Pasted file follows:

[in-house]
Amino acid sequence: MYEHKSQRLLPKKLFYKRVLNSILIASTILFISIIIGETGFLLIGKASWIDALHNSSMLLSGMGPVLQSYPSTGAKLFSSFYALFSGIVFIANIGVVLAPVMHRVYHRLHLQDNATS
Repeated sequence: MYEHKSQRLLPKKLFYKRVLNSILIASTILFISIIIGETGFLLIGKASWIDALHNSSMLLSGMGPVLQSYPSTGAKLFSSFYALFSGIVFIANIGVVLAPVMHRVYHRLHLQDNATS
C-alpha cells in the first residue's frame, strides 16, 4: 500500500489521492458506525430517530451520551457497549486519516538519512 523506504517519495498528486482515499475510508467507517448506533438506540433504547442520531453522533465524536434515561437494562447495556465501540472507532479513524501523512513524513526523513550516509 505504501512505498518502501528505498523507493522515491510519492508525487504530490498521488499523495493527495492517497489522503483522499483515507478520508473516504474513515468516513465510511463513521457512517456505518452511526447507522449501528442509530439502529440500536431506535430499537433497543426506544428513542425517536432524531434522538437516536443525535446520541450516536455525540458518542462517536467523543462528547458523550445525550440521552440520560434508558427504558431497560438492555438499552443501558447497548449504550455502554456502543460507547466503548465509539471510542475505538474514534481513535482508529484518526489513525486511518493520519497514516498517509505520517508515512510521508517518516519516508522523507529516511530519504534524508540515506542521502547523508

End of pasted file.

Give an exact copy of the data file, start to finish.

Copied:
[in-house]
Amino acid sequence: MYEHKSQRLLPKKLFYKRVLNSILIASTILFISIIIGETGFLLIGKASWIDALHNSSMLLSGMGPVLQSYPSTGAKLFSSFYALFSGIVFIANIGVVLAPVMHRVYHRLHLQDNATS
Repeated sequence: MYEHKSQRLLPKKLFYKRVLNSILIASTILFISIIIGETGFLLIGKASWIDALHNSSMLLSGMGPVLQSYPSTGAKLFSSFYALFSGIVFIANIGVVLAPVMHRVYHRLHLQDNATS
C-alpha cells in the first residue's frame, strides 16, 4: 500500500489521492458506525430517530451520551457497549486519516538519512 523506504517519495498528486482515499475510508467507517448506533438506540433504547442520531453522533465524536434515561437494562447495556465501540472507532479513524501523512513524513526523513550516509 505504501512505498518502501528505498523507493522515491510519492508525487504530490498521488499523495493527495492517497489522503483522499483515507478520508473516504474513515468516513465510511463513521457512517456505518452511526447507522449501528442509530439502529440500536431506535430499537433497543426506544428513542425517536432524531434522538437516536443525535446520541450516536455525540458518542462517536467523543462528547458523550445525550440521552440520560434508558427504558431497560438492555438499552443501558447497548449504550455502554456502543460507547466503548465509539471510542475505538474514534481513535482508529484518526489513525486511518493520519497514516498517509505520517508515512510521508517518516519516508522523507529516511530519504534524508540515506542521502547523508